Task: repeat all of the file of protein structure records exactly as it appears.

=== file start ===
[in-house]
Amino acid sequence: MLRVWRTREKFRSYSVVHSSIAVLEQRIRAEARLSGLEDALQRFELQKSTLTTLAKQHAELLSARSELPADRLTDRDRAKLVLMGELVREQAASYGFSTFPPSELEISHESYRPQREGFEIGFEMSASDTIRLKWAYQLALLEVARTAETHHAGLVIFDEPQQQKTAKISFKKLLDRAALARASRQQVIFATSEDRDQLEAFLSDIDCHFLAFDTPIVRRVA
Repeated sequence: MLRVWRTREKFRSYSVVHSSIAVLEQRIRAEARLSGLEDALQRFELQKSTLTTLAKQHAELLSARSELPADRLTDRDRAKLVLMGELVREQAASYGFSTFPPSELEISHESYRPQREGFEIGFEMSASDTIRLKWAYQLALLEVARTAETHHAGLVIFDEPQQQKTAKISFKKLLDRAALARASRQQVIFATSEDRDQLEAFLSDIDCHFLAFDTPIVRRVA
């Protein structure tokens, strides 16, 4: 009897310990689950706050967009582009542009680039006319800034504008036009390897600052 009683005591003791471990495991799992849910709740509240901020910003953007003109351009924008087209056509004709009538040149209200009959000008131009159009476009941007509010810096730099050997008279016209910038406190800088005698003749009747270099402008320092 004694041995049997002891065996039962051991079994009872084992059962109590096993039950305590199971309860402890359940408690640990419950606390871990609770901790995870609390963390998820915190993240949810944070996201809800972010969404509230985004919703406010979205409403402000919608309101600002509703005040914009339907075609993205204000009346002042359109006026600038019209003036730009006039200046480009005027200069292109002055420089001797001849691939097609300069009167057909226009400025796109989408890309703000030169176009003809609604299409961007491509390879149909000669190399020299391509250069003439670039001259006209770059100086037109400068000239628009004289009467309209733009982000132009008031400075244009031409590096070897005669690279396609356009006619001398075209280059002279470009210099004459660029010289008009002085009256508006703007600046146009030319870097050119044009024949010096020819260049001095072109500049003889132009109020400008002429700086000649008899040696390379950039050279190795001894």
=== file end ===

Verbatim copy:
[in-house]
Amino acid sequence: MLRVWRTREKFRSYSVVHSSIAVLEQRIRAEARLSGLEDALQRFELQKSTLTTLAKQHAELLSARSELPADRLTDRDRAKLVLMGELVREQAASYGFSTFPPSELEISHESYRPQREGFEIGFEMSASDTIRLKWAYQLALLEVARTAETHHAGLVIFDEPQQQKTAKISFKKLLDRAALARASRQQVIFATSEDRDQLEAFLSDIDCHFLAFDTPIVRRVA
Repeated sequence: MLRVWRTREKFRSYSVVHSSIAVLEQRIRAEARLSGLEDALQRFELQKSTLTTLAKQHAELLSARSELPADRLTDRDRAKLVLMGELVREQAASYGFSTFPPSELEISHESYRPQREGFEIGFEMSASDTIRLKWAYQLALLEVARTAETHHAGLVIFDEPQQQKTAKISFKKLLDRAALARASRQQVIFATSEDRDQLEAFLSDIDCHFLAFDTPIVRRVA
């Protein structure tokens, strides 16, 4: 009897310990689950706050967009582009542009680039006319800034504008036009390897600052 009683005591003791471990495991799992849910709740509240901020910003953007003109351009924008087209056509004709009538040149209200009959000008131009159009476009941007509010810096730099050997008279016209910038406190800088005698003749009747270099402008320092 004694041995049997002891065996039962051991079994009872084992059962109590096993039950305590199971309860402890359940408690640990419950606390871990609770901790995870609390963390998820915190993240949810944070996201809800972010969404509230985004919703406010979205409403402000919608309101600002509703005040914009339907075609993205204000009346002042359109006026600038019209003036730009006039200046480009005027200069292109002055420089001797001849691939097609300069009167057909226009400025796109989408890309703000030169176009003809609604299409961007491509390879149909000669190399020299391509250069003439670039001259006209770059100086037109400068000239628009004289009467309209733009982000132009008031400075244009031409590096070897005669690279396609356009006619001398075209280059002279470009210099004459660029010289008009002085009256508006703007600046146009030319870097050119044009024949010096020819260049001095072109500049003889132009109020400008002429700086000649008899040696390379950039050279190795001894």